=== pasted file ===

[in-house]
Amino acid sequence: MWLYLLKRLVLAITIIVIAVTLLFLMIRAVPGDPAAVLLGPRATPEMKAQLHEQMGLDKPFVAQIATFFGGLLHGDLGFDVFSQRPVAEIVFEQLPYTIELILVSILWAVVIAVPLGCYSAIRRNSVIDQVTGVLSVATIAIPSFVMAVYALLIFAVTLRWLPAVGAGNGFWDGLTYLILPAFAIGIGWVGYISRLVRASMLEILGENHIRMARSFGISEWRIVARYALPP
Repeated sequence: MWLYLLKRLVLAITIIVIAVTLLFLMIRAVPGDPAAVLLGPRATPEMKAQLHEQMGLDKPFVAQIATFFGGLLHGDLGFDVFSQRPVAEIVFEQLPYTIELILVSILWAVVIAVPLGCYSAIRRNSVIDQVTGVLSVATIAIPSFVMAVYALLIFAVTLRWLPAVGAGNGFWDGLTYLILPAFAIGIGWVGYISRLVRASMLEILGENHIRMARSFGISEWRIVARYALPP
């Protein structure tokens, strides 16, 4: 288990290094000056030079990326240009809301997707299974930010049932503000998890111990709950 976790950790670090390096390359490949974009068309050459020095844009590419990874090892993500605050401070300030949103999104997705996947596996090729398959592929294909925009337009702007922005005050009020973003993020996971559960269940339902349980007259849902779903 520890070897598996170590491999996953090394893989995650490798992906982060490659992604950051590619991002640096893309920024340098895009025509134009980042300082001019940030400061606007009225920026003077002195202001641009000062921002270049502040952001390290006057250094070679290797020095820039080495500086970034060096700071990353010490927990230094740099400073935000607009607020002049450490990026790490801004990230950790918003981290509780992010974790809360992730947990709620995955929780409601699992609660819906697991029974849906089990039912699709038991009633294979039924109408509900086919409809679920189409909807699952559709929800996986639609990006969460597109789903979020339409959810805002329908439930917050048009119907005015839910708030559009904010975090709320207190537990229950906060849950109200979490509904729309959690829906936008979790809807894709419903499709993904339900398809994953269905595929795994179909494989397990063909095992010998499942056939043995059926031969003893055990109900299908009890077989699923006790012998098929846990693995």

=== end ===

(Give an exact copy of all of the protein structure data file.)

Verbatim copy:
[in-house]
Amino acid sequence: MWLYLLKRLVLAITIIVIAVTLLFLMIRAVPGDPAAVLLGPRATPEMKAQLHEQMGLDKPFVAQIATFFGGLLHGDLGFDVFSQRPVAEIVFEQLPYTIELILVSILWAVVIAVPLGCYSAIRRNSVIDQVTGVLSVATIAIPSFVMAVYALLIFAVTLRWLPAVGAGNGFWDGLTYLILPAFAIGIGWVGYISRLVRASMLEILGENHIRMARSFGISEWRIVARYALPP
Repeated sequence: MWLYLLKRLVLAITIIVIAVTLLFLMIRAVPGDPAAVLLGPRATPEMKAQLHEQMGLDKPFVAQIATFFGGLLHGDLGFDVFSQRPVAEIVFEQLPYTIELILVSILWAVVIAVPLGCYSAIRRNSVIDQVTGVLSVATIAIPSFVMAVYALLIFAVTLRWLPAVGAGNGFWDGLTYLILPAFAIGIGWVGYISRLVRASMLEILGENHIRMARSFGISEWRIVARYALPP
């Protein structure tokens, strides 16, 4: 288990290094000056030079990326240009809301997707299974930010049932503000998890111990709950 976790950790670090390096390359490949974009068309050459020095844009590419990874090892993500605050401070300030949103999104997705996947596996090729398959592929294909925009337009702007922005005050009020973003993020996971559960269940339902349980007259849902779903 520890070897598996170590491999996953090394893989995650490798992906982060490659992604950051590619991002640096893309920024340098895009025509134009980042300082001019940030400061606007009225920026003077002195202001641009000062921002270049502040952001390290006057250094070679290797020095820039080495500086970034060096700071990353010490927990230094740099400073935000607009607020002049450490990026790490801004990230950790918003981290509780992010974790809360992730947990709620995955929780409601699992609660819906697991029974849906089990039912699709038991009633294979039924109408509900086919409809679920189409909807699952559709929800996986639609990006969460597109789903979020339409959810805002329908439930917050048009119907005015839910708030559009904010975090709320207190537990229950906060849950109200979490509904729309959690829906936008979790809807894709419903499709993904339900398809994953269905595929795994179909494989397990063909095992010998499942056939043995059926031969003893055990109900299908009890077989699923006790012998098929846990693995």